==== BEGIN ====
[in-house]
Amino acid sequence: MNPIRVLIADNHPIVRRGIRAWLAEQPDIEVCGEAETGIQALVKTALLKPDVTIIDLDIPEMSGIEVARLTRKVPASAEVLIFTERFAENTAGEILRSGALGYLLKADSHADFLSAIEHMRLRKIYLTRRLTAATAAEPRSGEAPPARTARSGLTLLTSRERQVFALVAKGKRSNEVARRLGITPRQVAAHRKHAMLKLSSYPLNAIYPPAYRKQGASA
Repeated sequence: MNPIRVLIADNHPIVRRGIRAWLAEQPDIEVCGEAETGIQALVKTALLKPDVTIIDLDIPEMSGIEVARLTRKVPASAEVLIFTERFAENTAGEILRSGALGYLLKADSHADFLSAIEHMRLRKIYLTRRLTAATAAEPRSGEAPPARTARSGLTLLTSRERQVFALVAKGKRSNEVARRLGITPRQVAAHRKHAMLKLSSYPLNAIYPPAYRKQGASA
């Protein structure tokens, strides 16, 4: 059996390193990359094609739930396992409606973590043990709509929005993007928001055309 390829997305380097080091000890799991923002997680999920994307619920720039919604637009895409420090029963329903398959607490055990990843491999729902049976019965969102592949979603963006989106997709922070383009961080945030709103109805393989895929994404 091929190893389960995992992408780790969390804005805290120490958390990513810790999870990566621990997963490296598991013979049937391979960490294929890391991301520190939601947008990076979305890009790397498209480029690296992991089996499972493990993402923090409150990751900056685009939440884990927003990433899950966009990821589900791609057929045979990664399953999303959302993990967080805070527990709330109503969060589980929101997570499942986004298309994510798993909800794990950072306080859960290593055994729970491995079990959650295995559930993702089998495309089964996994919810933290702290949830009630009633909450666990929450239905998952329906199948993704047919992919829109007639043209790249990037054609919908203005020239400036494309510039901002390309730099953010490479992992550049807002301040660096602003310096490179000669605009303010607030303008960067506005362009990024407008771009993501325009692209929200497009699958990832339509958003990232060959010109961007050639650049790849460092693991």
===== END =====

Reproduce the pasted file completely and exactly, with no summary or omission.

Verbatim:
[in-house]
Amino acid sequence: MNPIRVLIADNHPIVRRGIRAWLAEQPDIEVCGEAETGIQALVKTALLKPDVTIIDLDIPEMSGIEVARLTRKVPASAEVLIFTERFAENTAGEILRSGALGYLLKADSHADFLSAIEHMRLRKIYLTRRLTAATAAEPRSGEAPPARTARSGLTLLTSRERQVFALVAKGKRSNEVARRLGITPRQVAAHRKHAMLKLSSYPLNAIYPPAYRKQGASA
Repeated sequence: MNPIRVLIADNHPIVRRGIRAWLAEQPDIEVCGEAETGIQALVKTALLKPDVTIIDLDIPEMSGIEVARLTRKVPASAEVLIFTERFAENTAGEILRSGALGYLLKADSHADFLSAIEHMRLRKIYLTRRLTAATAAEPRSGEAPPARTARSGLTLLTSRERQVFALVAKGKRSNEVARRLGITPRQVAAHRKHAMLKLSSYPLNAIYPPAYRKQGASA
């Protein structure tokens, strides 16, 4: 059996390193990359094609739930396992409606973590043990709509929005993007928001055309 390829997305380097080091000890799991923002997680999920994307619920720039919604637009895409420090029963329903398959607490055990990843491999729902049976019965969102592949979603963006989106997709922070383009961080945030709103109805393989895929994404 091929190893389960995992992408780790969390804005805290120490958390990513810790999870990566621990997963490296598991013979049937391979960490294929890391991301520190939601947008990076979305890009790397498209480029690296992991089996499972493990993402923090409150990751900056685009939440884990927003990433899950966009990821589900791609057929045979990664399953999303959302993990967080805070527990709330109503969060589980929101997570499942986004298309994510798993909800794990950072306080859960290593055994729970491995079990959650295995559930993702089998495309089964996994919810933290702290949830009630009633909450666990929450239905998952329906199948993704047919992919829109007639043209790249990037054609919908203005020239400036494309510039901002390309730099953010490479992992550049807002301040660096602003310096490179000669605009303010607030303008960067506005362009990024407008771009993501325009692209929200497009699958990832339509958003990232060959010109961007050639650049790849460092693991």